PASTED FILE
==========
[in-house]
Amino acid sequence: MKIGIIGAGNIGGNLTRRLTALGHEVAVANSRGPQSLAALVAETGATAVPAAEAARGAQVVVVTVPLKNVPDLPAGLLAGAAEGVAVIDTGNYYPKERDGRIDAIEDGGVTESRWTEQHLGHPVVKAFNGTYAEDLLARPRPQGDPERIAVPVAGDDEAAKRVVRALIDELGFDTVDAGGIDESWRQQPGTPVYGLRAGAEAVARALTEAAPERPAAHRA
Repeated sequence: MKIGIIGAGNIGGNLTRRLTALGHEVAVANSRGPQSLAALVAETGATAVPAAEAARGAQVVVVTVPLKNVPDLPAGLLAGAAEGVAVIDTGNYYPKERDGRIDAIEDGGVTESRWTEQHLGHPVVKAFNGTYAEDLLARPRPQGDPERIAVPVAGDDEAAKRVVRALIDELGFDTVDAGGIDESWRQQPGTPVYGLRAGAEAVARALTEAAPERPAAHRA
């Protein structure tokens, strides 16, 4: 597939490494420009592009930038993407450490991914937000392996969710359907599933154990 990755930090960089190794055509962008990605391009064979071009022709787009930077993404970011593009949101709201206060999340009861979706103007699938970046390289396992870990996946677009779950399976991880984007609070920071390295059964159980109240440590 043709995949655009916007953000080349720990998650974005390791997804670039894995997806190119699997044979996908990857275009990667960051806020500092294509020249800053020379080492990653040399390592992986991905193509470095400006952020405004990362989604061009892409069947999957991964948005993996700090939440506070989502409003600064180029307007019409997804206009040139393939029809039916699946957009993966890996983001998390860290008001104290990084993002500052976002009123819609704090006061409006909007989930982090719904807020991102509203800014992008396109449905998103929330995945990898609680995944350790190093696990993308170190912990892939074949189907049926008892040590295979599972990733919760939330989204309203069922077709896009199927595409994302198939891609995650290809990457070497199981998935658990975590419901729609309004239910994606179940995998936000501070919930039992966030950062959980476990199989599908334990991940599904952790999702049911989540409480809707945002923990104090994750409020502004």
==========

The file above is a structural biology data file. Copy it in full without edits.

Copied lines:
[in-house]
Amino acid sequence: MKIGIIGAGNIGGNLTRRLTALGHEVAVANSRGPQSLAALVAETGATAVPAAEAARGAQVVVVTVPLKNVPDLPAGLLAGAAEGVAVIDTGNYYPKERDGRIDAIEDGGVTESRWTEQHLGHPVVKAFNGTYAEDLLARPRPQGDPERIAVPVAGDDEAAKRVVRALIDELGFDTVDAGGIDESWRQQPGTPVYGLRAGAEAVARALTEAAPERPAAHRA
Repeated sequence: MKIGIIGAGNIGGNLTRRLTALGHEVAVANSRGPQSLAALVAETGATAVPAAEAARGAQVVVVTVPLKNVPDLPAGLLAGAAEGVAVIDTGNYYPKERDGRIDAIEDGGVTESRWTEQHLGHPVVKAFNGTYAEDLLARPRPQGDPERIAVPVAGDDEAAKRVVRALIDELGFDTVDAGGIDESWRQQPGTPVYGLRAGAEAVARALTEAAPERPAAHRA
């Protein structure tokens, strides 16, 4: 597939490494420009592009930038993407450490991914937000392996969710359907599933154990 990755930090960089190794055509962008990605391009064979071009022709787009930077993404970011593009949101709201206060999340009861979706103007699938970046390289396992870990996946677009779950399976991880984007609070920071390295059964159980109240440590 043709995949655009916007953000080349720990998650974005390791997804670039894995997806190119699997044979996908990857275009990667960051806020500092294509020249800053020379080492990653040399390592992986991905193509470095400006952020405004990362989604061009892409069947999957991964948005993996700090939440506070989502409003600064180029307007019409997804206009040139393939029809039916699946957009993966890996983001998390860290008001104290990084993002500052976002009123819609704090006061409006909007989930982090719904807020991102509203800014992008396109449905998103929330995945990898609680995944350790190093696990993308170190912990892939074949189907049926008892040590295979599972990733919760939330989204309203069922077709896009199927595409994302198939891609995650290809990457070497199981998935658990975590419901729609309004239910994606179940995998936000501070919930039992966030950062959980476990199989599908334990991940599904952790999702049911989540409480809707945002923990104090994750409020502004």